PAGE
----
Mr Flibble Talks To... Making The Novel Graphic
Ask any professional comic book artists to list their ten biggest influences, and you can bet that Will Eisner will be right up at the top. His creation - The Spirit - created much of the artistic language still used in comics today. And that was before he moved on to bigger and better things. Mr Flibble talks to the man who created the graphic novel...
23 February, 2001
Will Eisner
Mr Flibble's right hand provided by
Andrew Ellard

How did you get started in this business?

Well the driving motivating force was malnutrition. (Laughs) I got started quite early, just after high school, I graduated when I was about 18, and I had a job with a newspaper doing what we used to call 'pimple ads,' which were these small advertisements which sold cures. I wrote the copy and drew [them]. I had ambitions to go into stage design, but that wasn't very viable. Remember when I was out there with my big black portfolio it was the tail-end of the depression. It was '36, '37. We were still in this hole. Opportunities weren't always all that great, but there were still chances.

I tried fashion illustration. (Laughs) I got thrown out of that; I remember the art director - to whom I showed my fashion illustrations - looking at my work, calling somebody in and standing and laughing and laughing. Saying those were the funniest faces they'd ever seen. After a while I got the idea that my skills were wrapped around two things. I could write and draw.

So what was your first professional job?

My first professional job was for a magazine called 'Wow' Which I was able to destroy within about two or three issues. (Laughs) I usually went into magazines that died shortly afterwards. But 'Wow' was really based on a British juvenile magazine concept - a lot of stories and text, and a few cartoons and illustrations. I sold them a comic strip called Scott Dalton, which was a four or five page thing, and after that a thing called Hawks of the Seas. Both of them were predicated on classic literature - Hawks of the Seas was predicated on Raphael Sabatini stories, Scott Dalton was based on the historic, explorer-type stories and so forth.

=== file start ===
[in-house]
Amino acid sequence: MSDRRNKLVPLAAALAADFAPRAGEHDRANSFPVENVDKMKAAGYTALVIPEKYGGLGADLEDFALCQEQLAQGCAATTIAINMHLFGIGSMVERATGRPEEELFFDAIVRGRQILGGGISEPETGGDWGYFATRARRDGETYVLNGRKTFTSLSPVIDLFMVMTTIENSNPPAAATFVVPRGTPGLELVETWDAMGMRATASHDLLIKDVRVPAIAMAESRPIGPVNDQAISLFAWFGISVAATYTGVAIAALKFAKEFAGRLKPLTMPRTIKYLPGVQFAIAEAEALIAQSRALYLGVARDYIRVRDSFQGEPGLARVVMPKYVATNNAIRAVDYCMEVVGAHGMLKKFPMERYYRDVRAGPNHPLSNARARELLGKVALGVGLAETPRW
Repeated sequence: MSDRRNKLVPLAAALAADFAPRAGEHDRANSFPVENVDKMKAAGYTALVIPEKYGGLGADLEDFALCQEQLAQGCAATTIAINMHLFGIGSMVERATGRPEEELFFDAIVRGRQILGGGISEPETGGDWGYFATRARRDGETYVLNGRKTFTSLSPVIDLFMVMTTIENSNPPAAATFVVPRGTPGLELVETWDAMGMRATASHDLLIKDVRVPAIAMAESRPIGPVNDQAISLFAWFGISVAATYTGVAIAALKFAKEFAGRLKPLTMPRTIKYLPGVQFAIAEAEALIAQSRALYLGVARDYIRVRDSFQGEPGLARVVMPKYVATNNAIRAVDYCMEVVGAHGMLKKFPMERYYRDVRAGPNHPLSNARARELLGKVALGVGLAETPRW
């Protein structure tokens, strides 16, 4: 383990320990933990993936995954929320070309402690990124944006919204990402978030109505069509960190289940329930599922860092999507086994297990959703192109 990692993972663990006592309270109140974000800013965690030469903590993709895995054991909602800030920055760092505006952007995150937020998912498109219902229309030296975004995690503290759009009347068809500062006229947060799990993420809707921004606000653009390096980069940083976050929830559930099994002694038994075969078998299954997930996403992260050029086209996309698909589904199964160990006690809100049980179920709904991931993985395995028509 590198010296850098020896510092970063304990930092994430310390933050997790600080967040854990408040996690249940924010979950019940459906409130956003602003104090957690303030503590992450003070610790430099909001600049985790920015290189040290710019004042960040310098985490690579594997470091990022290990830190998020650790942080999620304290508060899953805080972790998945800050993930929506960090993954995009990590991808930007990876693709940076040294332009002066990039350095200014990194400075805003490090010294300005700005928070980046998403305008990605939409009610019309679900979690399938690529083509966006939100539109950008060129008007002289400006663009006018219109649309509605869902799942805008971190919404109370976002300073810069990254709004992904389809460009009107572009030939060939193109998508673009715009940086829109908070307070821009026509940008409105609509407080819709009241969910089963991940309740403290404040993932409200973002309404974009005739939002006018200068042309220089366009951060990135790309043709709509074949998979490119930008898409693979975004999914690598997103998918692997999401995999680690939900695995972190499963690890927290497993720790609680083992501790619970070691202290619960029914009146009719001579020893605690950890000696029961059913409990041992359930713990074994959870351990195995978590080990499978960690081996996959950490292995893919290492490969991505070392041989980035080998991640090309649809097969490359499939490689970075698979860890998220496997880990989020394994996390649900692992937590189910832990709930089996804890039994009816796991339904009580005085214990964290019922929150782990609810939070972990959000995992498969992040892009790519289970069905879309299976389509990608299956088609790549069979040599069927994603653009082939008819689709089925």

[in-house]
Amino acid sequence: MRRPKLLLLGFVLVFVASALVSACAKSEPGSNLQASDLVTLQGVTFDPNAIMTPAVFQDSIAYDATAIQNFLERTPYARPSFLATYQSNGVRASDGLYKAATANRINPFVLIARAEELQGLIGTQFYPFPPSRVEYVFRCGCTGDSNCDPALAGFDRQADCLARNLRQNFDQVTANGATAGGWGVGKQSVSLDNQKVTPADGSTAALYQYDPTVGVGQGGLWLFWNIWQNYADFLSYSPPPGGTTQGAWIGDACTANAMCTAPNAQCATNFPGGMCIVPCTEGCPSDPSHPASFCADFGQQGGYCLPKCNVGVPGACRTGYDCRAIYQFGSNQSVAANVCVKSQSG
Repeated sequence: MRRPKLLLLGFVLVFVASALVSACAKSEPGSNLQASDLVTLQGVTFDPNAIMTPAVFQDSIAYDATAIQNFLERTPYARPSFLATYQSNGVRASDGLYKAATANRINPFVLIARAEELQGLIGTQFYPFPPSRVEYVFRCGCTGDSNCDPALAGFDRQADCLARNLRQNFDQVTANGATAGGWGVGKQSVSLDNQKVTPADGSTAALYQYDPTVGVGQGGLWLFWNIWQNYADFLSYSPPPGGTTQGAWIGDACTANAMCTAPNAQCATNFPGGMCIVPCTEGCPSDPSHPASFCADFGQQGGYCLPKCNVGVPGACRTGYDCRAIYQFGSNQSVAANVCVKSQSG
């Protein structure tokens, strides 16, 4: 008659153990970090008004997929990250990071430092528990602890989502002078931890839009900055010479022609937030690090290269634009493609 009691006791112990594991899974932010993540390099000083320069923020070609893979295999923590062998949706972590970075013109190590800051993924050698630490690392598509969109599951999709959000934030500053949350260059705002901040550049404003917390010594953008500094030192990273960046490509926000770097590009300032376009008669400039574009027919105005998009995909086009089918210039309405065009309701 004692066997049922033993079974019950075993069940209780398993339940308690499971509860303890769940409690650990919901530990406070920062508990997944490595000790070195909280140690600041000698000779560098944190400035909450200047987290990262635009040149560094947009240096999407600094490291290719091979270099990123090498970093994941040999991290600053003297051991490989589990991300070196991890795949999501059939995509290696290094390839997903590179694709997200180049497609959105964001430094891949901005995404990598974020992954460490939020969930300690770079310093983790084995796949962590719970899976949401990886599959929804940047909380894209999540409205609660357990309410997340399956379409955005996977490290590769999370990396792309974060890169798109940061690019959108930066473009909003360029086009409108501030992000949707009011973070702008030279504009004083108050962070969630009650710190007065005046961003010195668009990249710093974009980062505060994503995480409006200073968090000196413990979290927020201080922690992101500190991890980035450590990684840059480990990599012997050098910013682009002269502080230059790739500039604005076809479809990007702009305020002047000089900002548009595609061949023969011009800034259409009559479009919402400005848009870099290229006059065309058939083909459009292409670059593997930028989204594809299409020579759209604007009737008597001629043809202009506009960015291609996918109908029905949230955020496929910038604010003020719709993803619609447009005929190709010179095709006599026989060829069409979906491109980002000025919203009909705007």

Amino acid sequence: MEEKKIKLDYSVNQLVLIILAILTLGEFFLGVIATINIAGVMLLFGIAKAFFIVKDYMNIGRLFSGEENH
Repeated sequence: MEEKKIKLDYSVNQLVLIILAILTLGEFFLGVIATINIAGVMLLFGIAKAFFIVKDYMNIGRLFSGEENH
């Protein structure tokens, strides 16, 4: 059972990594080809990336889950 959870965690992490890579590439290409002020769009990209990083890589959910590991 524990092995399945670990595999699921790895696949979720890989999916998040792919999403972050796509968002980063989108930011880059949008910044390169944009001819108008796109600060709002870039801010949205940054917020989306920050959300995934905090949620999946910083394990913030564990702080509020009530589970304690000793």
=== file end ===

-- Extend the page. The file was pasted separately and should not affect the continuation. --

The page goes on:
When the magazine collapsed after a couple of issues, I was out of work - but I had become aware then that there was a marvellous opportunity; there was a frontier. Pulp magazines were dying, and the pulp publishers were looking for a new venue. Comics had suddenly burst on the scene through Superman, so they saw an opportunity; and I realised that there was going to be a need for new and original material.

The thing that particularly interested me was that it was complete story material that they could use and needed, and that was the thing I could offer. So while I was out of work, I talked to the editor of 'Wow' magazine, who was also out of work - he was a mature man and he could do the selling. I proposed that we started a studio 'packaging' - the way packages work in television today.

We did it and were almost instantly successful, found customers almost instantly. Sold some material to a publication that rang in England called Wags, which was an insert. Within a year we had a very viable production studio.

Unlike today, there was no comic book industry, there were no schools teaching comics, nobody knew anything about the comic book concept or formula. I was drawing on my years of reading short stories and my interest in the theatre, stage design and so forth. The people that I was hiring were people who were coming from other fields - because there was no precedent.